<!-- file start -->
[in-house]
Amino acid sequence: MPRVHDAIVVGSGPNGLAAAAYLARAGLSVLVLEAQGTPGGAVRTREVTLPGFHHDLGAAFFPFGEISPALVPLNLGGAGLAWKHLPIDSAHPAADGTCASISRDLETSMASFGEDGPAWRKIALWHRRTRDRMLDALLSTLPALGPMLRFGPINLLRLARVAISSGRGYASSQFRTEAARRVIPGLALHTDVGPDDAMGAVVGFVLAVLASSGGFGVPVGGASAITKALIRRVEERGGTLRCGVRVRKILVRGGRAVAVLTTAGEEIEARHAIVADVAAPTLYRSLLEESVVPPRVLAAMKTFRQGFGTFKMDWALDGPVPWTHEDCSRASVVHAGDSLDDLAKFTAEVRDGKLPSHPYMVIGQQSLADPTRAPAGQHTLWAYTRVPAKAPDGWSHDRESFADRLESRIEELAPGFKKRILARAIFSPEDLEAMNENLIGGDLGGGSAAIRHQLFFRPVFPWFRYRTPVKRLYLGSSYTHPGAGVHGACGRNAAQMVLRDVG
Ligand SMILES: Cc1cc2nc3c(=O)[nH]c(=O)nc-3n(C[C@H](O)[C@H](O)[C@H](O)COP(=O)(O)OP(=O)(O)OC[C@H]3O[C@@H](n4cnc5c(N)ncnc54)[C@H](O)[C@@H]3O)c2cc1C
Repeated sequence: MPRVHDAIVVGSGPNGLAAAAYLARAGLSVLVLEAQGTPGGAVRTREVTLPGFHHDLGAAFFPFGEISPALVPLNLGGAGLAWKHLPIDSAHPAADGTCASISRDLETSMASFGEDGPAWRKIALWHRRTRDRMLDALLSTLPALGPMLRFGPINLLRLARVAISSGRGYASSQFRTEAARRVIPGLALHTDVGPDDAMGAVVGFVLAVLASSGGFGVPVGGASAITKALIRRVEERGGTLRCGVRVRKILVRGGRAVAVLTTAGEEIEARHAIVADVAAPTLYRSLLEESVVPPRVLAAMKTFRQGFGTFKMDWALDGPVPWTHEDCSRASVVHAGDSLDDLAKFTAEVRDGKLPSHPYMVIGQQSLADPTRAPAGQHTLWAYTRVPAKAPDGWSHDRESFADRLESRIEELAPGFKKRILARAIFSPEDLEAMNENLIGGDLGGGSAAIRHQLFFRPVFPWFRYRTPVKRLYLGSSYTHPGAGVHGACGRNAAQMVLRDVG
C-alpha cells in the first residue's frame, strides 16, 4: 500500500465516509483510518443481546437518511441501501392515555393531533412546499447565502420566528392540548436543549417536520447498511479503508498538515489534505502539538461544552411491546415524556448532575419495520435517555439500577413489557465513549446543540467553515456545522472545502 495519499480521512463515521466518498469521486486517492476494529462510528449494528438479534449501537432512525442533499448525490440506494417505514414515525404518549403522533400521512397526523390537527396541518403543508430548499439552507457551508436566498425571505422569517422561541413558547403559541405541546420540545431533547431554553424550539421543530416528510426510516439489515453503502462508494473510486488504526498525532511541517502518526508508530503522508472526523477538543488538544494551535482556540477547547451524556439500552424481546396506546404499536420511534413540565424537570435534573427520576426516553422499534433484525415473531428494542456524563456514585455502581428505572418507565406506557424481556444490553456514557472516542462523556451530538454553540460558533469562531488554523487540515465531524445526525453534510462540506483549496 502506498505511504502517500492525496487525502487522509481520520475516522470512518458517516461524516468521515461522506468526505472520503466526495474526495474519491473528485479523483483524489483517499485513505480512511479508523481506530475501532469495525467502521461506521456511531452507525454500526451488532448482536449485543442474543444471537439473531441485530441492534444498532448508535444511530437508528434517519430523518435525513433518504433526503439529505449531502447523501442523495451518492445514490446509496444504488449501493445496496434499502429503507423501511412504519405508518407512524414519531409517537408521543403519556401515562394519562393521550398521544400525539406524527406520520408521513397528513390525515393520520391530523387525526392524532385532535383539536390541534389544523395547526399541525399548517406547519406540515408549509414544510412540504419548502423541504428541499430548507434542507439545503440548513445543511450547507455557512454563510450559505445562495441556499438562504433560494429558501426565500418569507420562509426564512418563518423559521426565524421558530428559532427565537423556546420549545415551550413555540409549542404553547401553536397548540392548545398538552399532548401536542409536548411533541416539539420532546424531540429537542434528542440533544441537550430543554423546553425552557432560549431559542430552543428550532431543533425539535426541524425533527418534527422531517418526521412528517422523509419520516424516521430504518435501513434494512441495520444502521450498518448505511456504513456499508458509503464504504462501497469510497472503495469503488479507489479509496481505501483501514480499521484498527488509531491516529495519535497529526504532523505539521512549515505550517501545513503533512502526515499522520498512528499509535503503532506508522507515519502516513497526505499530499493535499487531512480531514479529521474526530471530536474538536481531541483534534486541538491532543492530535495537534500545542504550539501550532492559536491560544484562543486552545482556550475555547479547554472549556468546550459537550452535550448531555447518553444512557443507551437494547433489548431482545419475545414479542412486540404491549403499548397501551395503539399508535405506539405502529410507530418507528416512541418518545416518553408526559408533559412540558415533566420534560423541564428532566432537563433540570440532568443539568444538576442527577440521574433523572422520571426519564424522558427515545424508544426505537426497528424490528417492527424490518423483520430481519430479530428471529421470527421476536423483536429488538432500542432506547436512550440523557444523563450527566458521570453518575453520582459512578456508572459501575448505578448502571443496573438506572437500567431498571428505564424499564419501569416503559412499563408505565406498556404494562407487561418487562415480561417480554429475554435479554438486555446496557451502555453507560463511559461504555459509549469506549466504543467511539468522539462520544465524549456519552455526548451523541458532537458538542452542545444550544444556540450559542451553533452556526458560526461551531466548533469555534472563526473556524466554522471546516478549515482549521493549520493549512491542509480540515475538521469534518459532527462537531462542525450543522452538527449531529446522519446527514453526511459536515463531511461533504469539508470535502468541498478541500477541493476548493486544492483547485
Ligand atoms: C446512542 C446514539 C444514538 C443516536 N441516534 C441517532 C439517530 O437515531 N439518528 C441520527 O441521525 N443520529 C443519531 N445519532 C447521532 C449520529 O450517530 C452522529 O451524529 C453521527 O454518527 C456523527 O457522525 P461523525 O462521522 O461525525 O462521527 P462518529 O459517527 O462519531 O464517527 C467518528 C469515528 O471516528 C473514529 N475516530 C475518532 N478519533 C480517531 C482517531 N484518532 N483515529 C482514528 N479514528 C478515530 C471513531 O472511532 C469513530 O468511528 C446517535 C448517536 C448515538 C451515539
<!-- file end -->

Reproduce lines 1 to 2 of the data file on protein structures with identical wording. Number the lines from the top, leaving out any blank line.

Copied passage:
[in-house]
Amino acid sequence: MPRVHDAIVVGSGPNGLAAAAYLARAGLSVLVLEAQGTPGGAVRTREVTLPGFHHDLGAAFFPFGEISPALVPLNLGGAGLAWKHLPIDSAHPAADGTCASISRDLETSMASFGEDGPAWRKIALWHRRTRDRMLDALLSTLPALGPMLRFGPINLLRLARVAISSGRGYASSQFRTEAARRVIPGLALHTDVGPDDAMGAVVGFVLAVLASSGGFGVPVGGASAITKALIRRVEERGGTLRCGVRVRKILVRGGRAVAVLTTAGEEIEARHAIVADVAAPTLYRSLLEESVVPPRVLAAMKTFRQGFGTFKMDWALDGPVPWTHEDCSRASVVHAGDSLDDLAKFTAEVRDGKLPSHPYMVIGQQSLADPTRAPAGQHTLWAYTRVPAKAPDGWSHDRESFADRLESRIEELAPGFKKRILARAIFSPEDLEAMNENLIGGDLGGGSAAIRHQLFFRPVFPWFRYRTPVKRLYLGSSYTHPGAGVHGACGRNAAQMVLRDVG